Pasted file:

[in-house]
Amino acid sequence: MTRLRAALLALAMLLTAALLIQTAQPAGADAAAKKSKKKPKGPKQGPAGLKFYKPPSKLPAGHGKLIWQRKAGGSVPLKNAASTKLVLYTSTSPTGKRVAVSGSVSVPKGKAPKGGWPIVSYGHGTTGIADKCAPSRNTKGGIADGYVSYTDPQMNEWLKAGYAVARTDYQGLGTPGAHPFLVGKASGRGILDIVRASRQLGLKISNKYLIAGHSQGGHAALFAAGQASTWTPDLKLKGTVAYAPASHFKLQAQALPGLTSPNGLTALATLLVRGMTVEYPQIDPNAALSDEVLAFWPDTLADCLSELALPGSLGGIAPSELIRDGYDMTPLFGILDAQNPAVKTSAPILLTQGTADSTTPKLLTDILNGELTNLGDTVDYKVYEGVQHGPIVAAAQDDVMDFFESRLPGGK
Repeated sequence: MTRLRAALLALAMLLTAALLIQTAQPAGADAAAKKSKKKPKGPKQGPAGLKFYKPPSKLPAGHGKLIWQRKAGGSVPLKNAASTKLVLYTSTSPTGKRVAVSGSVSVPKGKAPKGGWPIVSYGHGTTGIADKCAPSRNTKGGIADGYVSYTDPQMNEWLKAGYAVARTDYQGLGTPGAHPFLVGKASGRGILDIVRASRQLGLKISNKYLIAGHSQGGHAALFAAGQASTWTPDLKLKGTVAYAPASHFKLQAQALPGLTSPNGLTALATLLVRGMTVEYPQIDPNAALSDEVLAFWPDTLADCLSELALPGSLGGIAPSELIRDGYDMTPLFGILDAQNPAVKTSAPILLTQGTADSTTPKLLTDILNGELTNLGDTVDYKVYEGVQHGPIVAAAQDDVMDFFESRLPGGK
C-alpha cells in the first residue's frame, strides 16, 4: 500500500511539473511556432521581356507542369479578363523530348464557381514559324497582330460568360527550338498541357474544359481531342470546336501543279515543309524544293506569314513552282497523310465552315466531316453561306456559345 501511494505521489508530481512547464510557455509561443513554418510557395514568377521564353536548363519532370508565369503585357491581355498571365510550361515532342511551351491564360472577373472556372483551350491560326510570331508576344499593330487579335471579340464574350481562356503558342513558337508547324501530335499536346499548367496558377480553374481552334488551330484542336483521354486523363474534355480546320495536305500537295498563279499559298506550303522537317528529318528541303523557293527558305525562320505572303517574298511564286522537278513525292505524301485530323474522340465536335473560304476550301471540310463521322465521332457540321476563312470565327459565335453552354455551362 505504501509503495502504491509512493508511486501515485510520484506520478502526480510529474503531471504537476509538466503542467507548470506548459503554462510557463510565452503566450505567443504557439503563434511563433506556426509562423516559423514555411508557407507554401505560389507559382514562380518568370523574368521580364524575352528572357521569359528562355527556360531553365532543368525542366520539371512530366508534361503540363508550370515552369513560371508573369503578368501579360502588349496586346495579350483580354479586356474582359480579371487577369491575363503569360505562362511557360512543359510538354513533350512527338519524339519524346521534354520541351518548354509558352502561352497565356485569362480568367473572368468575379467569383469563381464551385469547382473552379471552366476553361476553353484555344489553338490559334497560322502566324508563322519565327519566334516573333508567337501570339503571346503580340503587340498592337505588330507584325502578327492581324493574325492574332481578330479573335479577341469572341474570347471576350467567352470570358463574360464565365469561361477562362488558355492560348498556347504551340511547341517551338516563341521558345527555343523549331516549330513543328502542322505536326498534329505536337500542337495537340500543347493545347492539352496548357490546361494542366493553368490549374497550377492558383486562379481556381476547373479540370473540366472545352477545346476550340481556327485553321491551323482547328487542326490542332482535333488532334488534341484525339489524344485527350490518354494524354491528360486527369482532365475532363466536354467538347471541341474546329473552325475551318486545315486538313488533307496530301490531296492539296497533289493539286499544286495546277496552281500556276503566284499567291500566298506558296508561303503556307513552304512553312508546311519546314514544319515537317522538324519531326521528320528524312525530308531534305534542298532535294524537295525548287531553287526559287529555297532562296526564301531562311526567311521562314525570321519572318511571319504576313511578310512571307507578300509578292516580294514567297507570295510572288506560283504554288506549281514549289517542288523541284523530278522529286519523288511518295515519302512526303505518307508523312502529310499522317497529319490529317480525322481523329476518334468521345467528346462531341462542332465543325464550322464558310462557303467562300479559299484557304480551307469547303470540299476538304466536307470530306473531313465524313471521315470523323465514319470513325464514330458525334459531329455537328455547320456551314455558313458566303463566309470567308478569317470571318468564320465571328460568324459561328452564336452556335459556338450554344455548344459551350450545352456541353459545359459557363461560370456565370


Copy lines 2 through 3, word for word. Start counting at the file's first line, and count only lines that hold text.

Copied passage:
Amino acid sequence: MTRLRAALLALAMLLTAALLIQTAQPAGADAAAKKSKKKPKGPKQGPAGLKFYKPPSKLPAGHGKLIWQRKAGGSVPLKNAASTKLVLYTSTSPTGKRVAVSGSVSVPKGKAPKGGWPIVSYGHGTTGIADKCAPSRNTKGGIADGYVSYTDPQMNEWLKAGYAVARTDYQGLGTPGAHPFLVGKASGRGILDIVRASRQLGLKISNKYLIAGHSQGGHAALFAAGQASTWTPDLKLKGTVAYAPASHFKLQAQALPGLTSPNGLTALATLLVRGMTVEYPQIDPNAALSDEVLAFWPDTLADCLSELALPGSLGGIAPSELIRDGYDMTPLFGILDAQNPAVKTSAPILLTQGTADSTTPKLLTDILNGELTNLGDTVDYKVYEGVQHGPIVAAAQDDVMDFFESRLPGGK
Repeated sequence: MTRLRAALLALAMLLTAALLIQTAQPAGADAAAKKSKKKPKGPKQGPAGLKFYKPPSKLPAGHGKLIWQRKAGGSVPLKNAASTKLVLYTSTSPTGKRVAVSGSVSVPKGKAPKGGWPIVSYGHGTTGIADKCAPSRNTKGGIADGYVSYTDPQMNEWLKAGYAVARTDYQGLGTPGAHPFLVGKASGRGILDIVRASRQLGLKISNKYLIAGHSQGGHAALFAAGQASTWTPDLKLKGTVAYAPASHFKLQAQALPGLTSPNGLTALATLLVRGMTVEYPQIDPNAALSDEVLAFWPDTLADCLSELALPGSLGGIAPSELIRDGYDMTPLFGILDAQNPAVKTSAPILLTQGTADSTTPKLLTDILNGELTNLGDTVDYKVYEGVQHGPIVAAAQDDVMDFFESRLPGGK